On reading Terry Prachett

I knew I first wanted to be a writer when I was eleven. I’d just read Terry Pratchett’s Wyrd Sisters and in it, I discovered how language can be playful, satirical and be more than what appears on the surface.

I realised that stories set in entirely different time and place can say something hard and sharp and real about the world we live in.

I saw how old stories, which have resonated so deeply—myths, fairytales, the archetypes Shakespeare borrows so powerfully—can be shaped and made anew.


Image: Wyrd Sisters by Terry Prachett 

None of this I could speak about, or fully understand, at the time. That came later, when I had a language to talk about books. All I knew then was that this tattered, second-hand book was something magic, something really cool. And I’d never been cool in my life. Probably liking Terry Prachett and hiding out in the library was the wrong way of going about being cool. But I stopped caring about that a long time ago, and if I could go back to my young self, sitting in the window seat of a holiday home, gripping the copy of Wyrd Sisters dug out of a box and bought with all my pocket money, and looking out at the grey sky and gritty beach, I’d say to her, ‘Hold onto this moment tighter, because you’re going to be ok.’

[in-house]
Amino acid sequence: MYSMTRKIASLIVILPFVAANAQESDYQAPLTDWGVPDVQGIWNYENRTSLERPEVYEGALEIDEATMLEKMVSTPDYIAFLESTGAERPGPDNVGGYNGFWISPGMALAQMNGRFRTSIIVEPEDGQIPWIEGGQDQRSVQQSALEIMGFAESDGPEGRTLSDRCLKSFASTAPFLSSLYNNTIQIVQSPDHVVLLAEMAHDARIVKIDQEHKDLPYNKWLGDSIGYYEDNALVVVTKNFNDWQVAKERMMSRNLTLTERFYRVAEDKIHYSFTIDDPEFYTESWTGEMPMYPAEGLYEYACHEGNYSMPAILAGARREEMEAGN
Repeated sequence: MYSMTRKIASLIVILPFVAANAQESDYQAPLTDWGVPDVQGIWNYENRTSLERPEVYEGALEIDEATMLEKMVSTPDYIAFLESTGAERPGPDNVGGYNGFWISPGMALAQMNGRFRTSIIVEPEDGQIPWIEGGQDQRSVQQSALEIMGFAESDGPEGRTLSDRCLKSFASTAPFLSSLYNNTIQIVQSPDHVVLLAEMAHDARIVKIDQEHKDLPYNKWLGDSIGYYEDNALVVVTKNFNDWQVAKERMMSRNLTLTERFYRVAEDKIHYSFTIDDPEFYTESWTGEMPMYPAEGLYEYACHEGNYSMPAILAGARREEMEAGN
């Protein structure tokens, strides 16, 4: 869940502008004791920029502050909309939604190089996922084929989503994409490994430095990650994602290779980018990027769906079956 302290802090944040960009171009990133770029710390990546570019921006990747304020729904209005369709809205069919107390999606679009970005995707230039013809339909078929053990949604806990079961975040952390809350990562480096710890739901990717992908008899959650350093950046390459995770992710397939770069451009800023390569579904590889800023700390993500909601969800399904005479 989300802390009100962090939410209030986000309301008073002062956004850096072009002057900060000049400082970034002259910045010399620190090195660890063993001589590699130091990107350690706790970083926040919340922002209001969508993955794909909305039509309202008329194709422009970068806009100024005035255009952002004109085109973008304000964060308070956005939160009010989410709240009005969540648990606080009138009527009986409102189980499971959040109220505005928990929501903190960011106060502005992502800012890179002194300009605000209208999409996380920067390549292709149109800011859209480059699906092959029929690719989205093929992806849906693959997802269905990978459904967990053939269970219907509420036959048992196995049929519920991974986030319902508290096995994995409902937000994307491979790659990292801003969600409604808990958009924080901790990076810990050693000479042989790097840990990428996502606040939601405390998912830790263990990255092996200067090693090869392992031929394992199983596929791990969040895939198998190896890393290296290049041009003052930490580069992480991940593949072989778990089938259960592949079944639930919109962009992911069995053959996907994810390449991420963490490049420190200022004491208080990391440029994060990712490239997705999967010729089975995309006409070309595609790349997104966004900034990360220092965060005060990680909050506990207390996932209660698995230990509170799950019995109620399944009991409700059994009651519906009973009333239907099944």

I’d say to her too, ‘This is not about the book you hold in your hand, the name on the cover, but the moment of connection you had with it, when you forgot everything, and you went somewhere else, and you couldn’t see the author or the tricks, but you trusted them still, to take you somewhere new and transform you.’

So, eighteen years, a PhD, eight (give or take) relationships later, my first novel is coming out. It’s been so worth it, my own journey of many transformations. And you’re welcome to come celebrate the journey with me: https://www.facebook.com/events/236066903452162/

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